Above all there is a boundless capacity to see anti-English racism in innocuous remarks which don’t refer to English people, even obliquely. It’s a strange thing, taking offence. If you go around expecting offence, then you’ll certainly find it. When you are convinced that the person you are debating with is motivated by anti-English racism, you will see anti-English racism in every utterance they make.
Then there are the assumptions, more legion than the Romans who marched off into the Caledonian wilderness and never returned. “Scotland wants independence, but wants England to keep underwriting its debts,” they sniff contemptuously. The assumption being that Scotland is subsidised by the goodwill and deep pockets of English taxpayers.
But they’ve got it the wrong way around. Scotland does not rely on the UK Treasury to underwrite it. Quite the reverse, Scotland was underwriting the UK Treasury even before the oil was discovered, and has continued to plough billions into the UK economy, specifically the London economy, ever since.
The real reason that the Scottish Government wants a currency union has nothing to do with wanting the UK Treasury to continue underwriting Scottish debts, and everything to do with ensuring that Scottish independence does not provoke a crisis in the rUK’s economy once it is deprived of the billions it sooks in from Scotland. An economic crisis in the rUK would not be good for Scotland’s economy. But the bottom line is that it’s not Scotland which requires underwriting, it’s the UK Treasury.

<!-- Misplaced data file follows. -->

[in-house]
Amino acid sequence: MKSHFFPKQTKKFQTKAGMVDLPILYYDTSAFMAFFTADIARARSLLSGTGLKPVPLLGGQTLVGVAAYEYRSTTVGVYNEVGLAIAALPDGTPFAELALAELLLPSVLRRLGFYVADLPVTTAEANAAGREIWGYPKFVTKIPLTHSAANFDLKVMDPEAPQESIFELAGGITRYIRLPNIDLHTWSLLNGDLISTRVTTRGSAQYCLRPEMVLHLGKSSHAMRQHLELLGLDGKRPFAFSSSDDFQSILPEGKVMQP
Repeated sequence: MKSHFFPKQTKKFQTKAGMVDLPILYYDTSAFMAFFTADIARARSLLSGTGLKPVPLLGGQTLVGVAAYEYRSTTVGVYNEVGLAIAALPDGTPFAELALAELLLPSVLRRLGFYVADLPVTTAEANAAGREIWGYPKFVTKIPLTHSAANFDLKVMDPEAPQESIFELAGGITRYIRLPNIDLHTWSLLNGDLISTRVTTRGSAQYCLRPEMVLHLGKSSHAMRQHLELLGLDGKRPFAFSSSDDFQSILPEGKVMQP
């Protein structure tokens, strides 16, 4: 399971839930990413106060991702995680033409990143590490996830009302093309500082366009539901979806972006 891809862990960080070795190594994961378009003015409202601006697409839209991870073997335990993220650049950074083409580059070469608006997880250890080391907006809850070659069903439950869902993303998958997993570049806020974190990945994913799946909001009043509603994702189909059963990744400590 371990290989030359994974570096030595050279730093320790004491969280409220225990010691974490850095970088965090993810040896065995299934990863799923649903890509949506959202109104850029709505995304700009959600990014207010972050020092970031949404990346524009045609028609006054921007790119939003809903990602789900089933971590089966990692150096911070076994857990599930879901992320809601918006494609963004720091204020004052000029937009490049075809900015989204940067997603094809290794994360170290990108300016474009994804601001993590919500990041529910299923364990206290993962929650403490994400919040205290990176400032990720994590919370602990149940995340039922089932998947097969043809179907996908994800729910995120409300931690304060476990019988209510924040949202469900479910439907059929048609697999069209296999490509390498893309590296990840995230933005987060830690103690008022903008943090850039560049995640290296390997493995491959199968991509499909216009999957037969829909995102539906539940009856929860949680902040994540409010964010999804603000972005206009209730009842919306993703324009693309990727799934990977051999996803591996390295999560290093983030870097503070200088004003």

It’s not Scotland’s economy which is unbalanced and risky, Scotland hasn’t put all its eggs in the basket of the City of London – which is considerably more volatile than Brent crude. Standard and Poor’s recent report into the credit status of an independent Scotland pointed out that it only considers reliance on a single economic sector to be overlarge when it exceeds 20% of the total economy. Oil and gas make up just 16% of Scotland’s GDP, and even without the oil Scotland’s economic output per head of population is greater than that of all UK regions except London and the South East. The Standard and Poor’s report characterised Scotland’s economy as “rich and diversified”.